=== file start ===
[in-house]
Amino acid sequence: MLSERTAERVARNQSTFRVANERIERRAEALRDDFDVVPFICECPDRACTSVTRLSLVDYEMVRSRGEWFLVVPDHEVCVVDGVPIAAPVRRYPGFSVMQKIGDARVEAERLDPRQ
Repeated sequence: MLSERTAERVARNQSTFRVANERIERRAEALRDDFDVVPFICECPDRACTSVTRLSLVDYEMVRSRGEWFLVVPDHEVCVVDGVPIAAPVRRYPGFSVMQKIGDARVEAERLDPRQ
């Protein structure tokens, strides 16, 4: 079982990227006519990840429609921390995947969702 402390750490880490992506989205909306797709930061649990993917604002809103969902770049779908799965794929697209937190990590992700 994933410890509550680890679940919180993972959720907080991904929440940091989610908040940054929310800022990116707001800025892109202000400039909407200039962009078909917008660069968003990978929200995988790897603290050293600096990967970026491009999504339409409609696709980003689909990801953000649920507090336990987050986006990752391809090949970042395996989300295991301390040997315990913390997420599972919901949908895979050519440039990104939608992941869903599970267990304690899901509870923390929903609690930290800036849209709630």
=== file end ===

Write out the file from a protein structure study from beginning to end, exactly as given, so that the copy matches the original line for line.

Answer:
[in-house]
Amino acid sequence: MLSERTAERVARNQSTFRVANERIERRAEALRDDFDVVPFICECPDRACTSVTRLSLVDYEMVRSRGEWFLVVPDHEVCVVDGVPIAAPVRRYPGFSVMQKIGDARVEAERLDPRQ
Repeated sequence: MLSERTAERVARNQSTFRVANERIERRAEALRDDFDVVPFICECPDRACTSVTRLSLVDYEMVRSRGEWFLVVPDHEVCVVDGVPIAAPVRRYPGFSVMQKIGDARVEAERLDPRQ
């Protein structure tokens, strides 16, 4: 079982990227006519990840429609921390995947969702 402390750490880490992506989205909306797709930061649990993917604002809103969902770049779908799965794929697209937190990590992700 994933410890509550680890679940919180993972959720907080991904929440940091989610908040940054929310800022990116707001800025892109202000400039909407200039962009078909917008660069968003990978929200995988790897603290050293600096990967970026491009999504339409409609696709980003689909990801953000649920507090336990987050986006990752391809090949970042395996989300295991301390040997315990913390997420599972919901949908895979050519440039990104939608992941869903599970267990304690899901509870923390929903609690930290800036849209709630």